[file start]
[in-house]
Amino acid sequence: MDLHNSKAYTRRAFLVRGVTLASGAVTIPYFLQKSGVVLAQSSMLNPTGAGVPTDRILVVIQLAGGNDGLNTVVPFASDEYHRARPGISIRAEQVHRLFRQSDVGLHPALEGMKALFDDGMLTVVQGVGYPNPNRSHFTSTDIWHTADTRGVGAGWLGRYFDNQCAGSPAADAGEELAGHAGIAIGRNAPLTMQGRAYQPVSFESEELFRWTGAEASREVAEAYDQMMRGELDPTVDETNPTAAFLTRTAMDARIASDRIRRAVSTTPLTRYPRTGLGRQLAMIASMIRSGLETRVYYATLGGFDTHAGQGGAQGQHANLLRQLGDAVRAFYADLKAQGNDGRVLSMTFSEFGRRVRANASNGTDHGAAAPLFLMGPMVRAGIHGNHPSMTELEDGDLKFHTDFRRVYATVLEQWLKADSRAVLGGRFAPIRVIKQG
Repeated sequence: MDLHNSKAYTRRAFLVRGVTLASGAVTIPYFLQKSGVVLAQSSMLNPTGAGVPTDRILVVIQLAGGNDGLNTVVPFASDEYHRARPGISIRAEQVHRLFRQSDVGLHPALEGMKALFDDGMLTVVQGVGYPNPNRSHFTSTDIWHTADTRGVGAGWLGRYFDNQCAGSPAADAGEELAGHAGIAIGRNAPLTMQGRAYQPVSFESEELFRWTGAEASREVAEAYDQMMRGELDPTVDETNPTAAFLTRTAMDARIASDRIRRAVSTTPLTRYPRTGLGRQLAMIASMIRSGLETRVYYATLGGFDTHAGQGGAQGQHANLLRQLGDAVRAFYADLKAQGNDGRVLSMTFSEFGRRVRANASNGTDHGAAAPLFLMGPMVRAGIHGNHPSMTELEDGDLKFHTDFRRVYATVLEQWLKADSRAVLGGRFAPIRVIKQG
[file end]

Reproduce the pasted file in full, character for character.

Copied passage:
[in-house]
Amino acid sequence: MDLHNSKAYTRRAFLVRGVTLASGAVTIPYFLQKSGVVLAQSSMLNPTGAGVPTDRILVVIQLAGGNDGLNTVVPFASDEYHRARPGISIRAEQVHRLFRQSDVGLHPALEGMKALFDDGMLTVVQGVGYPNPNRSHFTSTDIWHTADTRGVGAGWLGRYFDNQCAGSPAADAGEELAGHAGIAIGRNAPLTMQGRAYQPVSFESEELFRWTGAEASREVAEAYDQMMRGELDPTVDETNPTAAFLTRTAMDARIASDRIRRAVSTTPLTRYPRTGLGRQLAMIASMIRSGLETRVYYATLGGFDTHAGQGGAQGQHANLLRQLGDAVRAFYADLKAQGNDGRVLSMTFSEFGRRVRANASNGTDHGAAAPLFLMGPMVRAGIHGNHPSMTELEDGDLKFHTDFRRVYATVLEQWLKADSRAVLGGRFAPIRVIKQG
Repeated sequence: MDLHNSKAYTRRAFLVRGVTLASGAVTIPYFLQKSGVVLAQSSMLNPTGAGVPTDRILVVIQLAGGNDGLNTVVPFASDEYHRARPGISIRAEQVHRLFRQSDVGLHPALEGMKALFDDGMLTVVQGVGYPNPNRSHFTSTDIWHTADTRGVGAGWLGRYFDNQCAGSPAADAGEELAGHAGIAIGRNAPLTMQGRAYQPVSFESEELFRWTGAEASREVAEAYDQMMRGELDPTVDETNPTAAFLTRTAMDARIASDRIRRAVSTTPLTRYPRTGLGRQLAMIASMIRSGLETRVYYATLGGFDTHAGQGGAQGQHANLLRQLGDAVRAFYADLKAQGNDGRVLSMTFSEFGRRVRANASNGTDHGAAAPLFLMGPMVRAGIHGNHPSMTELEDGDLKFHTDFRRVYATVLEQWLKADSRAVLGGRFAPIRVIKQG